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    CONTENTS: Werth, Blevins, Introduction. Field, How People Die in the United States. Webb, effects of the Media/Public Attitudes. Cerminara, Legal Overview. Keespies, Preston, Miller, end-of-Life Choices. Chang, The Process of Medical Decision-making. Prevos, Miller, Dying in Institutions. Ditt, Advance Directives. Werth, Psychological/Psychiatric Issues. Wells, Allen, Family/Caregiving. Doka, Religion/Spirituality. Hayslip, Diversity/Disenfranchised/Oppressed Groups. Volicier, Decisions By and For Adults with Questionable Mental Capacity. Kazak, end-of-Life Decisions and Children. Crow, Raye, Personal Stories. Orentlicher, Conclusion.

    2008: 408pp. Hb: 978-0-415-95448-8: 31.00/$49.95

    Series in Death, Dying and Bereavement

    Suicide Among Racial and Ethnic Minority GroupsTheory, Research, and Practice

    edited by Frederick T. L. Leong, Michigan State University, USA, and Mark M. Leach, University of Southern Mississippi, USASuicide is increasingly understood and predicted as an intersection of biological, psychological, cognitive, and sociocultural factors. We have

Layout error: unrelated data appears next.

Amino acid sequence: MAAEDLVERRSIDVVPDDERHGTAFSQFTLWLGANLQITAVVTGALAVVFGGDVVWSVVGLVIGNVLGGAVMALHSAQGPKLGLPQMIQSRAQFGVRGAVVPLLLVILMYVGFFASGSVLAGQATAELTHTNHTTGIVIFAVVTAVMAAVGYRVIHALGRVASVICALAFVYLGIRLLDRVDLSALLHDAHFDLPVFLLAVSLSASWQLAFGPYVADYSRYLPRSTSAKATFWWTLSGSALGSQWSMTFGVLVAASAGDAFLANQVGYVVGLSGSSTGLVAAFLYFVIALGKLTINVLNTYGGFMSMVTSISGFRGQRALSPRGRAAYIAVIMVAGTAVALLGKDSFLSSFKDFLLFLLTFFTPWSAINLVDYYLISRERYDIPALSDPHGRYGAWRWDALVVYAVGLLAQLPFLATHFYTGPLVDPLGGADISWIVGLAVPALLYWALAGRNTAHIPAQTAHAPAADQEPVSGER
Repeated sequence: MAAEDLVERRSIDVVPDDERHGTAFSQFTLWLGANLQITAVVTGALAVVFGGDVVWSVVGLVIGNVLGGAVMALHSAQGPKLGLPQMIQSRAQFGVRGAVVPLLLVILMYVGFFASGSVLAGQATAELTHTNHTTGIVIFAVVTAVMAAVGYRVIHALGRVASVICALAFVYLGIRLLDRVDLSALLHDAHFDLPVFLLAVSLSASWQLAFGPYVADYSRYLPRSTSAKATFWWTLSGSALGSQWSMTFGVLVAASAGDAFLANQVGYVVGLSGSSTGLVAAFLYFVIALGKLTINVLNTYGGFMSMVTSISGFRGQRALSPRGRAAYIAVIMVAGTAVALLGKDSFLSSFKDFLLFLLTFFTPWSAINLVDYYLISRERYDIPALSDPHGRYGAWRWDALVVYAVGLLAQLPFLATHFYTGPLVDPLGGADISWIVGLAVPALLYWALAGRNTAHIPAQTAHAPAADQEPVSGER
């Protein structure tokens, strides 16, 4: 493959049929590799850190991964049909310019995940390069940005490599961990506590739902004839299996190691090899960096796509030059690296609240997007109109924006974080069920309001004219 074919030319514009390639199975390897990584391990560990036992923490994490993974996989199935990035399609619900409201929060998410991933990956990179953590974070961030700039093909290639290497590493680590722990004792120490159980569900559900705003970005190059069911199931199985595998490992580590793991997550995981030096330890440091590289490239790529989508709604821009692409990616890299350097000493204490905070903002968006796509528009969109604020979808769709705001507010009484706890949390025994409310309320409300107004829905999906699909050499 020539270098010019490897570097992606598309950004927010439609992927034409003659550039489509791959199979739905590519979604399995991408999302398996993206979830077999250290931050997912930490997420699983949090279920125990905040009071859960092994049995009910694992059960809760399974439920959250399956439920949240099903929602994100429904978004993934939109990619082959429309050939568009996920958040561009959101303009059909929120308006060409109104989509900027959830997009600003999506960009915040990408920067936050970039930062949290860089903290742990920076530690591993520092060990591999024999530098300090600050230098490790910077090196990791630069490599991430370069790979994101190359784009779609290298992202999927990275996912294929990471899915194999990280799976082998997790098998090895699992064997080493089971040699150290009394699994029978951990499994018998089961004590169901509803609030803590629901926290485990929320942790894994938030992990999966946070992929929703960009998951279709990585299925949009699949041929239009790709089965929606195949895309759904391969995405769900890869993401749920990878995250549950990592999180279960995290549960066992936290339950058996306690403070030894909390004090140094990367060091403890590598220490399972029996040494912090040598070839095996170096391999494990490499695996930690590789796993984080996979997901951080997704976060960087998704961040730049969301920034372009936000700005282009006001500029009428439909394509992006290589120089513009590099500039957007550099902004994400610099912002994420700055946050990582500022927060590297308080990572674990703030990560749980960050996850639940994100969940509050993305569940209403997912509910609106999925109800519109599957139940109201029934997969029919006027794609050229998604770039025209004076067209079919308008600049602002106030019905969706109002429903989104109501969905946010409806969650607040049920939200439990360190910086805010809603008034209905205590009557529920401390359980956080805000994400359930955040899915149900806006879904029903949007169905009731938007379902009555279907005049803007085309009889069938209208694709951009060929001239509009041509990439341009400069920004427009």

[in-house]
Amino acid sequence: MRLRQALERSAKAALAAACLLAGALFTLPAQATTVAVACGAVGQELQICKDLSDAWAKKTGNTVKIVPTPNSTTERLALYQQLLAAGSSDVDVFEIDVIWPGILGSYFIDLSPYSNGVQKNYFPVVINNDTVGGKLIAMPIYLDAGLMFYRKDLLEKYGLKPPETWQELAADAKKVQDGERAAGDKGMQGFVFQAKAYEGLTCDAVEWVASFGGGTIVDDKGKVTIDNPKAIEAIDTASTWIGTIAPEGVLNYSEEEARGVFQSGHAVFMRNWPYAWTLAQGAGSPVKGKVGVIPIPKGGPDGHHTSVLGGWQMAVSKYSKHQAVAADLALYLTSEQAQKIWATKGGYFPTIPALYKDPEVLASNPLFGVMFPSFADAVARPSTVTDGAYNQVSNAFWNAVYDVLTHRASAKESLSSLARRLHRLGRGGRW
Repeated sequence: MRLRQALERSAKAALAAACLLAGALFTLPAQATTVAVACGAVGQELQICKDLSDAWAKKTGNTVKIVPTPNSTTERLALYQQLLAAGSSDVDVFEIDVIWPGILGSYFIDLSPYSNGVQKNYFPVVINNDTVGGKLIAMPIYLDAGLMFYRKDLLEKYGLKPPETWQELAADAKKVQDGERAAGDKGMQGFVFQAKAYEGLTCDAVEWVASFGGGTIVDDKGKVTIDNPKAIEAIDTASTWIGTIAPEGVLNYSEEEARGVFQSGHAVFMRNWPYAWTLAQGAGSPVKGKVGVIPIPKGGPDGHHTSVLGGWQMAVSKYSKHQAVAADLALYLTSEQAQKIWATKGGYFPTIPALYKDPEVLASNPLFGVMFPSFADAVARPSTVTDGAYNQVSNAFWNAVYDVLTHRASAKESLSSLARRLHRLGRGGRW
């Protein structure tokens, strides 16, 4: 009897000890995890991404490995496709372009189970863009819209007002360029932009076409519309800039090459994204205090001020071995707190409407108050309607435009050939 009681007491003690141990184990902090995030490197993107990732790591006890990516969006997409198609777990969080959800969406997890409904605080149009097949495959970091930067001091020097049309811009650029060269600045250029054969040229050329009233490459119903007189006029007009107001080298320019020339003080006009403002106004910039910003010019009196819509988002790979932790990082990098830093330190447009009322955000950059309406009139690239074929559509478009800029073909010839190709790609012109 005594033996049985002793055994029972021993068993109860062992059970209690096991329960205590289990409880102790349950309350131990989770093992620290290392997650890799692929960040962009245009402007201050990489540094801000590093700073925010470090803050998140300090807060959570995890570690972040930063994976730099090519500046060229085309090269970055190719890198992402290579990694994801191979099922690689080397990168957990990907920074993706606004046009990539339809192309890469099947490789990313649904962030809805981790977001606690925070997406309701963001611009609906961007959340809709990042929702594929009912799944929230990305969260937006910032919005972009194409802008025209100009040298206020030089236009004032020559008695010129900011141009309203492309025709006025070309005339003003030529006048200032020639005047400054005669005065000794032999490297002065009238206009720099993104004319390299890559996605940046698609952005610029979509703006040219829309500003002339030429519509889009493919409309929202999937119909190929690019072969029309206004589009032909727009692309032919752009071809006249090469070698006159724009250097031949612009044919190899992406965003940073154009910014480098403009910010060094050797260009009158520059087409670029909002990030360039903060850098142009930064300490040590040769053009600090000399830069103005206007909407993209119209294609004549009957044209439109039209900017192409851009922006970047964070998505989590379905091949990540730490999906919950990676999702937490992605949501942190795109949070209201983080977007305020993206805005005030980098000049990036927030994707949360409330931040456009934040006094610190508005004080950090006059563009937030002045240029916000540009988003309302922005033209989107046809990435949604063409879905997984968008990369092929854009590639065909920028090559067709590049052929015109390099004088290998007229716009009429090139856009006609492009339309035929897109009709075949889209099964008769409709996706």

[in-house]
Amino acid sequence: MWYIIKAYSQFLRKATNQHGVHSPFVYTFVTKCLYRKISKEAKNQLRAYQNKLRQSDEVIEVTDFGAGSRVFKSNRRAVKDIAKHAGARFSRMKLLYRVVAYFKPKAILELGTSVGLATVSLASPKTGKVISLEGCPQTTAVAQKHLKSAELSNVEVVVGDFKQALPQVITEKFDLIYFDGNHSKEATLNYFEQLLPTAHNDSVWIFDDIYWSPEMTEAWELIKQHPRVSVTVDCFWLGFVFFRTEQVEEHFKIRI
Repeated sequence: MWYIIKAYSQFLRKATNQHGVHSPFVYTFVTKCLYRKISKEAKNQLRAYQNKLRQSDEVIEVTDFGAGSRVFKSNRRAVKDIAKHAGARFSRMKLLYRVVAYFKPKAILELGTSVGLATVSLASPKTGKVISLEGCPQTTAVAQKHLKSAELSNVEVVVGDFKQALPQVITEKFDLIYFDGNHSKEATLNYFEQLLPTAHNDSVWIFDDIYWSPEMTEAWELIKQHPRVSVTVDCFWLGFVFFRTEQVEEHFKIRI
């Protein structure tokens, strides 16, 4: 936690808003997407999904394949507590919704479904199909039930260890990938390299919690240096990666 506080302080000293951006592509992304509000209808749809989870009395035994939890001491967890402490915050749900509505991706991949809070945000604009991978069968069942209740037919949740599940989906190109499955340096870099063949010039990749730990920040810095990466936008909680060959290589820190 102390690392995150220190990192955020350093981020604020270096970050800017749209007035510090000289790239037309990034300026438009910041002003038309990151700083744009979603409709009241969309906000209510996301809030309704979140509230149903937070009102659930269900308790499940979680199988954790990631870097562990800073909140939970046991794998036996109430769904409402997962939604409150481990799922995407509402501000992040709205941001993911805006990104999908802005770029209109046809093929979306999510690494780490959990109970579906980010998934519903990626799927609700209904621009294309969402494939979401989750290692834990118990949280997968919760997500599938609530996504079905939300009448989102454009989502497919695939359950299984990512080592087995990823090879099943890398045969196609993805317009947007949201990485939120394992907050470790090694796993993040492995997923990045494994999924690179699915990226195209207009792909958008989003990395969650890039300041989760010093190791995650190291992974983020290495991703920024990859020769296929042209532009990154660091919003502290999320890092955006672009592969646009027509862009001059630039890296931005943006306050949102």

some basic knowledge of these factors and how they interact, but presently we know very little about how culture can play a role as a variable that influences suicide. Suicide Among Racial and Ethnic Minority Groups goes a long way towards filling this gap by pulling together cutting edge empirical research from general cultural diversity literature and applying it to suicide assessment, treatment, and prevention theory and practice. 2007: 352pp. Hb: 978-0-415-95532-4: 24.95/$40.00

    Series in Death, Dying and Bereavement

    The Art of GriefThe Use of Expressive Arts in a Grief Support Group

    edited by J. Earl Rogers, Central Connecticut University, USA

    Art and other expressive therapies are increasingly used in grief counseling, not only among children and adolescents, but throughout the developmental spectrum. Creative activities are commonly used in group and individual psychotherapy programs, but

    it is only relatively recently that these expressive modalities have been employed within the context of clinical grief work in structured settings. Packed with pictures and instructional detail, this book includes an eight-session curriculum for use with grief support groups as well as alternative modalities of grief art therapy. 2007: 224pp. Pb: 978-0-415-95535-5: 19.95/$31.95

    Series in Death, Dying and Bereavement

    New Edition!

    Grieving Beyond GenderUnderstanding the Ways Men and Women Mourn

    Second Edition

    Kenneth J. Doka, The College of New Rochelle, New York, USA, and Terry L. Martin, Hood College, Maryland, USAGrieving Beyond Gender: Understanding the Ways Men and Women Mourn is a revision of Men Dont Cry, Women Do: Transcending Gender Stereotypes of Grief.